Author Topic: Interesting and Unusual Bikes You've Seen  (Read 382512 times)

Cudzoziemiec

  • Solar powered, tea fuelled cycle-wol
Re: Interesting and Unusual Bikes You've Seen
« Reply #2750 on: January 28, 2019, 06:27:45 pm »
Looks as if it's based around an oversize pair of handcuffs!
The earth is vast and beautiful and contains many miraculous places. (Chekhov)

Re: Interesting and Unusual Bikes You've Seen
« Reply #2751 on: January 28, 2019, 06:36:58 pm »
It has to be, given the general impracticality of putting a mechanical drivetrain in there.  Other issues left as an exercise for the reader, but the whole thing comes across as one of those design student creations which has escaped into the real worldhttps://neofold.com/

File under not-road-legal vehicles that have wheels and are faster than walking.

My bold.
This. Very much so.
£956.13?
I don't think so.

Re: Interesting and Unusual Bikes You've Seen
« Reply #2752 on: January 29, 2019, 12:41:56 pm »
It has to be, given the general impracticality of putting a mechanical drivetrain in there.  Other issues left as an exercise for the reader, but the whole thing comes across as one of those design student creations which has escaped into the real worldhttps://neofold.com/

File under not-road-legal vehicles that have wheels and are faster than walking.

My bold.
This. Very much so.
£956.13?
I don't think so.

Well, exactly. You could buy a folding e-bike for that, which would have more uses.
Quote from: Kim
^ This woman knows what she's talking about.

Re: Interesting and Unusual Bikes You've Seen
« Reply #2753 on: January 29, 2019, 03:48:38 pm »
How many attempts have there been at all-electric drivetrains? Folding utility bikes might be one application where they just might make sense, especially if you can add a small battery for e-assist.

Kim

  • 2nd in the world
Re: Interesting and Unusual Bikes You've Seen
« Reply #2754 on: January 29, 2019, 04:11:46 pm »
How many attempts have there been at all-electric drivetrains? Folding utility bikes might be one application where they just might make sense, especially if you can add a small battery for e-assist.

The efficiency gets you if you rely on human power alone, but as you say, that's not such a problem if it's an e-assist bike anyway.  It's something that would be interesting to play with, as you effectively get a software-defined CVT.  And no exposed oily bits.

I suspect the compelling argument against it is that you can make it even more mechanically simple by swapping the genset at the cranks for a simple sensor and adding a bit more battery capacity instead.
To ride the Windcheetah, first, you must embrace the cantilever...

Re: Interesting and Unusual Bikes You've Seen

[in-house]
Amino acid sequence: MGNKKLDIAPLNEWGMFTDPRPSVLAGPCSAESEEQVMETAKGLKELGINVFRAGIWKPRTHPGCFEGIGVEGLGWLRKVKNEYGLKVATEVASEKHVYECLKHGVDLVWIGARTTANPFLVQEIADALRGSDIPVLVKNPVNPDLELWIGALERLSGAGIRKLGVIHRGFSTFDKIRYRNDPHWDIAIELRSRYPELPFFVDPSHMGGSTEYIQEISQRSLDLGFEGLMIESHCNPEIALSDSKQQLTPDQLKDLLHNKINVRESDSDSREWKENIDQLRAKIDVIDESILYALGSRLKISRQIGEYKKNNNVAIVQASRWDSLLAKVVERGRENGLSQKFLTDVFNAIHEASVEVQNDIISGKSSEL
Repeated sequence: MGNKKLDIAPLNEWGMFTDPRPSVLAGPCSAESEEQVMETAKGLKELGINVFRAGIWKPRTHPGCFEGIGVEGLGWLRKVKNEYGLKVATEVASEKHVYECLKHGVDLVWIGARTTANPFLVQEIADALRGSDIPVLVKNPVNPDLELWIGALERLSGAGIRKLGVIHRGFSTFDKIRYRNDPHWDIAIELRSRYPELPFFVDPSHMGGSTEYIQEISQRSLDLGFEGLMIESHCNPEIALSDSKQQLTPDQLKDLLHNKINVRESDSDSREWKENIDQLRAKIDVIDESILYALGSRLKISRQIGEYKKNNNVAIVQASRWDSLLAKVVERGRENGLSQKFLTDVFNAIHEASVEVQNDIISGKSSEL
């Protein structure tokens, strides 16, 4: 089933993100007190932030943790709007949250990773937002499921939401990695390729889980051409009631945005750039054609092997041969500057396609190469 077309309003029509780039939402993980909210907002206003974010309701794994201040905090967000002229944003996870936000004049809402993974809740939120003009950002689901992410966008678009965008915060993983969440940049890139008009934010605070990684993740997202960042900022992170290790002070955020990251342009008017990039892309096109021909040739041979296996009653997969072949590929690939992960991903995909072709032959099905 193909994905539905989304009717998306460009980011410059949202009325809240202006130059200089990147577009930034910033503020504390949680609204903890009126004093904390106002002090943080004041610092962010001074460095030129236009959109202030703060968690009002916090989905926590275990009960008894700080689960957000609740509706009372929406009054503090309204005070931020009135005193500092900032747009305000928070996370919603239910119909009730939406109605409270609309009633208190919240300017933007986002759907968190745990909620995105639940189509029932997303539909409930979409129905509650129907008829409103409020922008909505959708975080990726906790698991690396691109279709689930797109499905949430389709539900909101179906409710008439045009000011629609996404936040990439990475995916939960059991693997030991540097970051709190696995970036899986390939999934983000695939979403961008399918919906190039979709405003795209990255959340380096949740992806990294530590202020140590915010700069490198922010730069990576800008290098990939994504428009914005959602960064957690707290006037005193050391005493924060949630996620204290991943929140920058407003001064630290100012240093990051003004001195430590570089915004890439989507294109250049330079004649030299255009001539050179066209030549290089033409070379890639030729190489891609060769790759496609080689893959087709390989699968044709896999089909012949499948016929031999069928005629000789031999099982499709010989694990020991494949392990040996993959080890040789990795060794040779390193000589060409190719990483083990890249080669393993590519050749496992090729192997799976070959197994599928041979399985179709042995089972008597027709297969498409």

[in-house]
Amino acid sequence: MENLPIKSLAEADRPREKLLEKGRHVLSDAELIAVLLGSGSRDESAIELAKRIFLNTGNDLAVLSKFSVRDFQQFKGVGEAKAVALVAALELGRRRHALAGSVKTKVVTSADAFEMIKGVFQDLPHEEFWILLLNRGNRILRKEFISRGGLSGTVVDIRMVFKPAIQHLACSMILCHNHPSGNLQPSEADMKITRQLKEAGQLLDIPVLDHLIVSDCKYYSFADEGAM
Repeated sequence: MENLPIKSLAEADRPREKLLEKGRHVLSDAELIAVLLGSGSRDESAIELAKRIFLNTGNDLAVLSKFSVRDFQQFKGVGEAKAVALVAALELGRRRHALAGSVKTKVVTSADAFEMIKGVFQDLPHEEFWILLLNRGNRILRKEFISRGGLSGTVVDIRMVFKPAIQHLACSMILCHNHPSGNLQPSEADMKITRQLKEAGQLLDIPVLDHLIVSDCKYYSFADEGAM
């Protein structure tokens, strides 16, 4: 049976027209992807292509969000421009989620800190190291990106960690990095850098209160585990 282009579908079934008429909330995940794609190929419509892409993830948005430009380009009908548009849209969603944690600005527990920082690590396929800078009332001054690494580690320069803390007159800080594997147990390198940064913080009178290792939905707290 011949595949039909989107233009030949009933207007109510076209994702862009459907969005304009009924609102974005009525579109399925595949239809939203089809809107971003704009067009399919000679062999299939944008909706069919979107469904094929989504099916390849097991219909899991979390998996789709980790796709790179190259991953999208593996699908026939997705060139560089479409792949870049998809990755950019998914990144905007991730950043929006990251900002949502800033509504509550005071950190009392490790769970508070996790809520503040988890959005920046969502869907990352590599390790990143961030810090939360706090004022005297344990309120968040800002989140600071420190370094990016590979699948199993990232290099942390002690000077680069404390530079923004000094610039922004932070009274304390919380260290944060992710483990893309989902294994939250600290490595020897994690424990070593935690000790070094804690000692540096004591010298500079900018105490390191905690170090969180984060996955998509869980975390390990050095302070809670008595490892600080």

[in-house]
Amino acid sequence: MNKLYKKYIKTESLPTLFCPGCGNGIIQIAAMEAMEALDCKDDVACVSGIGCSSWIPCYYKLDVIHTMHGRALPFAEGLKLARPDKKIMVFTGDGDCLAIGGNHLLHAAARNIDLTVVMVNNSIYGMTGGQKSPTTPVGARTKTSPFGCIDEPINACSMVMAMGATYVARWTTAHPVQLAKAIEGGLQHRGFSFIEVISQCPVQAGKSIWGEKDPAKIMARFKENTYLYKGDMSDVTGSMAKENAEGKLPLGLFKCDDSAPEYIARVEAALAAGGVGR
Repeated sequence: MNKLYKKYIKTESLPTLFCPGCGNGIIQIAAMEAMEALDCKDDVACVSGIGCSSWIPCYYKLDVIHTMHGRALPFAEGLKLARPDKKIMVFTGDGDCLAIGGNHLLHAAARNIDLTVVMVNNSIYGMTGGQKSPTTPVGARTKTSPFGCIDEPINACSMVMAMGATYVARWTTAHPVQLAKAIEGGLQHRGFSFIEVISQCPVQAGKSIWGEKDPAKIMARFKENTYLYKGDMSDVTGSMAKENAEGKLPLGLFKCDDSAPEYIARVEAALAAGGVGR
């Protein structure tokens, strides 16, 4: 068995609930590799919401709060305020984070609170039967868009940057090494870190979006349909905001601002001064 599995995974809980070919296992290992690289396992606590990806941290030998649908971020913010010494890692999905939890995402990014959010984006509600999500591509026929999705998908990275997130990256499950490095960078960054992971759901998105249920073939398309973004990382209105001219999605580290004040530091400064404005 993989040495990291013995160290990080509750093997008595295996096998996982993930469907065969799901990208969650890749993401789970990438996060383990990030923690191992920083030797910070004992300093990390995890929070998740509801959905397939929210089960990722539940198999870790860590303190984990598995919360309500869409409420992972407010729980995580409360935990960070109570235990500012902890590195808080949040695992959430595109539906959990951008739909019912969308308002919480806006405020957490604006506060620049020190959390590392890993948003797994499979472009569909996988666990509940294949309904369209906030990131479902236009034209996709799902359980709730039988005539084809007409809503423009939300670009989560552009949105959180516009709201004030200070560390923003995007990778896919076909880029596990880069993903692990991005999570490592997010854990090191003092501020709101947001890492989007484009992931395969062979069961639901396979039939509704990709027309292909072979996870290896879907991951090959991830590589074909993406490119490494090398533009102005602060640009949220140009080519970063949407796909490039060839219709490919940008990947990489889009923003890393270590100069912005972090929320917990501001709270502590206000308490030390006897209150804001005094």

« Reply #2755 on: January 29, 2019, 06:17:06 pm »
 
The efficiency gets you if you rely on human power alone, but as you say, that's not such a problem if it's an e-assist bike anyway.  It's something that would be interesting to play with, as you effectively get a software-defined CVT.  And no exposed oily bits.

How big are the losses likely to be - 10% overall? In which case it might still make sense (FCVO) for a utility bike in places with civilised infrastructure, especially if the lack of chain means you can design a cunning fold or what have you.

Quote
I suspect the compelling argument against it is that you can make it even more mechanically simple by swapping the genset at the cranks for a simple sensor and adding a bit more battery capacity instead.

Which makes me wonder in a rules-lawyery kind of way: is a vehicle with a 250W motor and cranks that aren't connected to anything but a pedal sensor, a road-legal bicycle?

Re: Interesting and Unusual Bikes You've Seen
« Reply #2756 on: January 29, 2019, 06:26:26 pm »
I test rode a Mando Footloose that tried this a few years ago. The basic problem is that spinning a generator that has no feel to it in relation to your riding is really unpleasant. It also had very little resistance to the pedals so you probably weren't contributing much power.

Kim

  • 2nd in the world
Re: Interesting and Unusual Bikes You've Seen
« Reply #2757 on: January 29, 2019, 07:30:13 pm »
Which makes me wonder in a rules-lawyery kind of way: is a vehicle with a 250W motor and cranks that aren't connected to anything but a pedal sensor, a road-legal bicycle?

AIUI the pedals have to be capable of 'propelling' the cycle, so probably not.
To ride the Windcheetah, first, you must embrace the cantilever...

JennyB

  • Old enough to know better
Re: Interesting and Unusual Bikes You've Seen
« Reply #2758 on: January 30, 2019, 02:35:23 pm »
How many attempts have there been at all-electric drivetrains? Folding utility bikes might be one application where they just might make sense, especially if you can add a small battery for e-assist.

The efficiency gets you if you rely on human power alone, but as you say, that's not such a problem if it's an e-assist bike anyway.  It's something that would be interesting to play with, as you effectively get a software-defined CVT.  And no exposed oily bits.

I suspect the compelling argument against it is that you can make it even more mechanically simple by swapping the genset at the cranks for a simple sensor and adding a bit more battery capacity instead.

One possiblity for a heavy cargobike that has to stop a lot is a hub motor for regen and a low single-speed for maximum human assistance on starts and steep climbs where the motor is least efficient. Once up to minimum speed the pedals freewheel an power a genartor, giving a constant regen of say 100 watts.
Jennifer - walker of hills